The day the music died | Lifestyle.INQ

OCTOBER 27, 2022

Editor’s note: Aimee sent us this piece with the note: “I’ve been debating whether or not to hand this in, as it is very personal to me.”





There was an uproar over the past few days on whether or not OPM (original Pinoy music) still exists.  Those in and out of the music scene (myself included) ranted on about how stupid and preposterous this was; and of course we would, as we would know better than most the state of the music industry in this country.


But some things are clear to me, too. One of the things is this simple: We are cannibalizing our scene. Is it because we only ask for P150 for five bands in one night with a free beer? We can’t even pay our own artists a decent wage for what is essentially hours of their work.


Some people may say: “It should be about the music, man, it’s art.” Well, sure it is, but will the art pay the bills? Or at the very least the cab/bus/jeepney/trike ride home?  No.  And yes, the starving artist here in the Philippines is very, very much alive.


There are several bands I know that have gone abroad, even been part of international compilations and albums, but were never revered here as bands like Parokya ni Edgar or Bamboo.  Why? Because it is just not the popular sound, and it is the popular sound, ladies and gentlemen—however much we dig in our heels and say otherwise—that sells.


Then there are the record deals, and the alcohol and coffee and clothing brand endorsements. Of course they do this, because this is what sells, and that is what the brand wants. It doesn’t want the music. It wants to be associated with the music.


And let me put a footnote right here before anyone gets offended: There is absolutely nothing wrong with those bands that I mentioned. They are who they are for a reason. I am not trying to trash them.


And so what of the band?  Some hard-core fantasists will go and say: “You sold out, man.” How in heaven’s name did they sell out?  They accepted an offer that would pay them to play their music while drinking or wearing whatever in front of an audience. Okay, they may even do a stupid commercial.


So what? The music is still there, isn’t it? Will you hate them for making that decision when you realize that they have a family to support?  I doubt it.  I would bet that the attitude towards them will morph into something like, “Madami namang pera yan kaya ok lang na pirated binili ko.”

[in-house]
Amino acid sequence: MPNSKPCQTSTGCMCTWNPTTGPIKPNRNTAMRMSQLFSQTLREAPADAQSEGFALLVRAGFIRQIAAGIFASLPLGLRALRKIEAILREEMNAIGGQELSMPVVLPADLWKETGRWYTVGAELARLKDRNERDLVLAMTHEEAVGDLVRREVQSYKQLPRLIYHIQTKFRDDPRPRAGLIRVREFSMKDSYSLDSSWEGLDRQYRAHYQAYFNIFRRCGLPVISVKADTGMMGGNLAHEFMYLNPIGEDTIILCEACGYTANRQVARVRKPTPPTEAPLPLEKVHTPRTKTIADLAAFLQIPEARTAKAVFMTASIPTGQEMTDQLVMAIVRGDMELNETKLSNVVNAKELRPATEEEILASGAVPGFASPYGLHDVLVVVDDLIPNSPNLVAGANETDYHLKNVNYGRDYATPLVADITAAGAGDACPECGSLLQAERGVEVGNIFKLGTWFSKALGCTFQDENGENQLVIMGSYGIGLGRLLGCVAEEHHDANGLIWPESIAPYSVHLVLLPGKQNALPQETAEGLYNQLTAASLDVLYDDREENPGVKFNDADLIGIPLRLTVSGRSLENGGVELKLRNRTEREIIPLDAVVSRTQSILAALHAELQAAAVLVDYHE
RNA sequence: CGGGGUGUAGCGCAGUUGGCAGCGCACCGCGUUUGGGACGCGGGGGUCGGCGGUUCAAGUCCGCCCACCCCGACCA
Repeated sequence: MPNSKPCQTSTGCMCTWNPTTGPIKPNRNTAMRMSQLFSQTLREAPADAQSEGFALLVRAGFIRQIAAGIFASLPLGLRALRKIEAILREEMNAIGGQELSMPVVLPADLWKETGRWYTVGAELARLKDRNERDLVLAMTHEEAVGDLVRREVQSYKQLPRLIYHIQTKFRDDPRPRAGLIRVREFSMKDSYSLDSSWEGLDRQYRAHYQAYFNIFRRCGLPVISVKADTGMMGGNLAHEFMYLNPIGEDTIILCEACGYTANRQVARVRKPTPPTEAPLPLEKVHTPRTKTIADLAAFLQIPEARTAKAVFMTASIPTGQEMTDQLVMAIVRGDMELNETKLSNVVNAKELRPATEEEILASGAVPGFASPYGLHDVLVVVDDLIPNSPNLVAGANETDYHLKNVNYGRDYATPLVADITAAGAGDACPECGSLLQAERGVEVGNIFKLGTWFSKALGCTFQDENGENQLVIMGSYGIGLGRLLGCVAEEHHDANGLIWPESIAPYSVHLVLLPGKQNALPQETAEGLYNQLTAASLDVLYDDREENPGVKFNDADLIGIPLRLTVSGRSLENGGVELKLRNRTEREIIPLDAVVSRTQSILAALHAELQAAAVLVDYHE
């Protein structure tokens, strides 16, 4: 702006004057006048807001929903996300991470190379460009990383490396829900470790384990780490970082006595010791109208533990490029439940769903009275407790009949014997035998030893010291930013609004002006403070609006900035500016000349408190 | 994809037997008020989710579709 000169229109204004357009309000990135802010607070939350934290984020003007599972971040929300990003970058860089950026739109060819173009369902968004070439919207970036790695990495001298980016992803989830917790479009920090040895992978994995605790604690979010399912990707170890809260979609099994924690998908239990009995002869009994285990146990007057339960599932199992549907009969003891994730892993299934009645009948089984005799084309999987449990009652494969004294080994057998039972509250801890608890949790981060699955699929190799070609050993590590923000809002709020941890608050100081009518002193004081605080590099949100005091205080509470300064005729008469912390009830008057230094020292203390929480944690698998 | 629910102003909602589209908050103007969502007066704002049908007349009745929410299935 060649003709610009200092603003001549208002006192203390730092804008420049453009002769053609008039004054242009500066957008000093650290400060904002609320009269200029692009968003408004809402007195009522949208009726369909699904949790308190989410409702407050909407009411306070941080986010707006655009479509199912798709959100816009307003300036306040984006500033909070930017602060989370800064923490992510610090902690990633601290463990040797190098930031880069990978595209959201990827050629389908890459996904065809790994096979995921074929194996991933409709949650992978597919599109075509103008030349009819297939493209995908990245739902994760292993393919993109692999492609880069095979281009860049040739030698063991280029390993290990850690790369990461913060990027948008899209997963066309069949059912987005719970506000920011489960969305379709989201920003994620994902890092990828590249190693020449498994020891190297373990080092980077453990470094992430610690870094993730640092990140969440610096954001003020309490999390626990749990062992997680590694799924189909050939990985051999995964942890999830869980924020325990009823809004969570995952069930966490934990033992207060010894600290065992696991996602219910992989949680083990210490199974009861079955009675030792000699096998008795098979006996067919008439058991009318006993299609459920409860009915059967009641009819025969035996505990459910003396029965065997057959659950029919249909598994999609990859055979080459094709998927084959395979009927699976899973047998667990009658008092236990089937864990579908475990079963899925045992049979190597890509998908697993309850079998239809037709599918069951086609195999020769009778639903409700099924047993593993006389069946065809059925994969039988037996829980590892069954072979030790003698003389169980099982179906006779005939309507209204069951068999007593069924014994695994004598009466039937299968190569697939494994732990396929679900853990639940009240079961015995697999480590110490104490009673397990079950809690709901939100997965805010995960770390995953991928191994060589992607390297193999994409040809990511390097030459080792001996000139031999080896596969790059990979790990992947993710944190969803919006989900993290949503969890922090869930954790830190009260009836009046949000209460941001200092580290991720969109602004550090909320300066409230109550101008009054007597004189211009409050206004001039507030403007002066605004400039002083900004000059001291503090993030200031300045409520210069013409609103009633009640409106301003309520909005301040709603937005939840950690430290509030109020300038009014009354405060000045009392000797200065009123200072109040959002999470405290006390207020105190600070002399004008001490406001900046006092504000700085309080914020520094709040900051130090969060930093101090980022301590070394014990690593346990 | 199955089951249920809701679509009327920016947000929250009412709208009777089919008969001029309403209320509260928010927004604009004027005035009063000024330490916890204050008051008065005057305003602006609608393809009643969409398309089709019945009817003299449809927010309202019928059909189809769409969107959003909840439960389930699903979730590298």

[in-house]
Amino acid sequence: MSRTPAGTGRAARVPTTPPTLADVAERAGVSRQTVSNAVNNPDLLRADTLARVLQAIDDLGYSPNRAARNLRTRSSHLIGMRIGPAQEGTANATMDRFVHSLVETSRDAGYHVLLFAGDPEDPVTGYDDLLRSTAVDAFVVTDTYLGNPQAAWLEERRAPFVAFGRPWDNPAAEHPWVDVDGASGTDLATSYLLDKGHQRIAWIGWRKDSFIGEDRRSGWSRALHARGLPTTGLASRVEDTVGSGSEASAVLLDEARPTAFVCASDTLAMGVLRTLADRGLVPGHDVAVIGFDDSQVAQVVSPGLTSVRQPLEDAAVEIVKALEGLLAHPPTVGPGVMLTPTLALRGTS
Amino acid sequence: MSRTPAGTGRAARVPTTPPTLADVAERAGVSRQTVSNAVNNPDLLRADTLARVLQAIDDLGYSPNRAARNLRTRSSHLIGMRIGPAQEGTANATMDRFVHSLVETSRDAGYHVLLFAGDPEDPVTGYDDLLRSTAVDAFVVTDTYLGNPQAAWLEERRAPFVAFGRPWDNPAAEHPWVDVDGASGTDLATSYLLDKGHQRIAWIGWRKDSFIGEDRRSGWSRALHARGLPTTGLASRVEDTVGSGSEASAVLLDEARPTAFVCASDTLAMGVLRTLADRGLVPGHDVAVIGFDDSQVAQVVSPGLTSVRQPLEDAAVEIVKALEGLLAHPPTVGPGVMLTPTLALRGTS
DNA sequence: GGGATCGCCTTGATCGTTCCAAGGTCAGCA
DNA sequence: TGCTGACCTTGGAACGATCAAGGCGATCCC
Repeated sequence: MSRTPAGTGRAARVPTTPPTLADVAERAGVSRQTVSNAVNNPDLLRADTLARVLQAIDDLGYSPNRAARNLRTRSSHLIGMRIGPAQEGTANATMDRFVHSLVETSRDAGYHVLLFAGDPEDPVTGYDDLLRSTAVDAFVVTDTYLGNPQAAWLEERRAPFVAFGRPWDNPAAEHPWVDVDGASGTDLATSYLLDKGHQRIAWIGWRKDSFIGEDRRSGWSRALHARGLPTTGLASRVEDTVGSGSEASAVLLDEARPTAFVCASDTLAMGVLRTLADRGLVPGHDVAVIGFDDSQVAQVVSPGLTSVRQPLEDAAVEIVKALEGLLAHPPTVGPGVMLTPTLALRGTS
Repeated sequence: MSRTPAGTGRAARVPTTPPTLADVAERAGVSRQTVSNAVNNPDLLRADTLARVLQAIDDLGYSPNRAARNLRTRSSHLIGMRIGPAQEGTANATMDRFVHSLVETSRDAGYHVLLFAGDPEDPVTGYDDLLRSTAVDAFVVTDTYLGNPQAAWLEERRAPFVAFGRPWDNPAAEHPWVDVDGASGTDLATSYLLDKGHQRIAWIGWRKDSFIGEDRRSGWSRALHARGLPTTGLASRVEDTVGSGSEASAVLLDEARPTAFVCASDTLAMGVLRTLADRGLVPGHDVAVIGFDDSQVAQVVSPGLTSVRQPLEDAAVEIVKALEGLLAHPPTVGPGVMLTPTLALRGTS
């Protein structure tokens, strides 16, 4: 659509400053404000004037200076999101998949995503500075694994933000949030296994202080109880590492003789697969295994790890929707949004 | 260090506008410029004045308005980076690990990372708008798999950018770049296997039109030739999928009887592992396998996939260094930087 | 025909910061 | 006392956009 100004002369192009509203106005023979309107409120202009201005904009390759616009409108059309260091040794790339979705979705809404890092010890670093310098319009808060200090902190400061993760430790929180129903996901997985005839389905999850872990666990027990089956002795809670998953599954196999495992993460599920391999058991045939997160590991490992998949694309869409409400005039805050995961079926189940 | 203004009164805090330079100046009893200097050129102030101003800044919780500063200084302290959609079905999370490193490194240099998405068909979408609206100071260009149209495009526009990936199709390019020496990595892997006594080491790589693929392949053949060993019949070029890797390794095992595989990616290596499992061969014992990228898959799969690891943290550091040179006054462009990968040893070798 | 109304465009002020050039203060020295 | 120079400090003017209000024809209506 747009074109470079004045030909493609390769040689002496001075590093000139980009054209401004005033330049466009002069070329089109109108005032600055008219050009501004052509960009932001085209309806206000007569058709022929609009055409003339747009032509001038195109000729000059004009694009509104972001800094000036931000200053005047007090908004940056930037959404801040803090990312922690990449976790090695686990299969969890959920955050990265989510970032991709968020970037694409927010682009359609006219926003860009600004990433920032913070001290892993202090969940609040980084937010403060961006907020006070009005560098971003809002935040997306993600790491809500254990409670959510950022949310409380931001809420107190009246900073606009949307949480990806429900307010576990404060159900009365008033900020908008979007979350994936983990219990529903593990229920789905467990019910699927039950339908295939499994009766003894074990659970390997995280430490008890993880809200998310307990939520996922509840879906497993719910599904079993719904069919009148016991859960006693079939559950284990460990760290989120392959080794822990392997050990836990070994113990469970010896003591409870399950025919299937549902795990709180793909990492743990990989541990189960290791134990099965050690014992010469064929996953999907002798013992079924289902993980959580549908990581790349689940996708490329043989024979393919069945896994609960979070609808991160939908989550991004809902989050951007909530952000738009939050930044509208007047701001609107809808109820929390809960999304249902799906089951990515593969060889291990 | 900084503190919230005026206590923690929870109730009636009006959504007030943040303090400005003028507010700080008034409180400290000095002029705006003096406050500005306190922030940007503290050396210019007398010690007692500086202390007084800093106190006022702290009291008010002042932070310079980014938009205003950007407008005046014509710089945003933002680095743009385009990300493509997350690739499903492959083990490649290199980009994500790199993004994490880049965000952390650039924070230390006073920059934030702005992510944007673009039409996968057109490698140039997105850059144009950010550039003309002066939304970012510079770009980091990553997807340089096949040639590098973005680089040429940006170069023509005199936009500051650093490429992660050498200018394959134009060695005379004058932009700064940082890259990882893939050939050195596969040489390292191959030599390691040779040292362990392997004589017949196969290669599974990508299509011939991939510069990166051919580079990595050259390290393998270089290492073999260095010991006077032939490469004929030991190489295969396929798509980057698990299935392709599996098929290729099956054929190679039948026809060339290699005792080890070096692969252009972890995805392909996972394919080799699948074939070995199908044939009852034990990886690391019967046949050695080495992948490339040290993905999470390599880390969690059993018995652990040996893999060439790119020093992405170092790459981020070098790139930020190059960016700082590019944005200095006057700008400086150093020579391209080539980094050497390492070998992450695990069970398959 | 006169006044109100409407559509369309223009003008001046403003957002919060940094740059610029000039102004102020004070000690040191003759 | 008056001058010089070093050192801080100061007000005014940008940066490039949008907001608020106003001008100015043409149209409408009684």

Or this is the reason why if any former Eraserheads member’s band will play, people will try and always get in for free because “the artists don’t need the money.”


Music is a right


I am going to get kicked in the ass for this, but I’m going out on a limb and say this: Maybe, just maybe, we are our own detractors, we are OPM cannibals?  I mean, if we value our music so much, why are we charging only P150 for a show with five bands?  If those bands split up the P150, they get only P30 each.  What about those bands who have more than five members?


I’ve always hated math and I won’t do any now. I am just throwing it out there because maybe smarter people will come up with an answer. At least, I am hoping they will.


And I get it. I get that the Philippines is not the US or Europe or even Singapore, whose citizens have enough disposable income that they are willing to pay for music.  But why can’t we be? Music should never be a privilege. It is a right.  It moves people, inspires them, makes them want to dance and sing and up and do their thing.


(Some say it should not even be labeled as OPM, because in reality, music is music, right? I agree… and I disagree. I understand why the title OPM is used, because we want to identify ourselves from the rest.)


I believe completely in the music scene, our music scene.  I believe that though I do not agree or I’m not a fan of some kinds of music, I know that the DJs, bands and artists that are actually out there playing their hearts out are doing it because of passion and love for it, and I will always respect them for that.


I know that the bands, artists and DJs will always play for that one dude who paid the entrance fee, and they’ll grab a drink, sit down and talk to you about the traffic coming in from a three-hour long jeepney/trike/bus ride.


So what now? I believe that this issue has gone on long enough. Because really, those who are bothered by it can keep at the debate—and those who are really in it are too busy still making music.


The author is the drummer of The Dorques.



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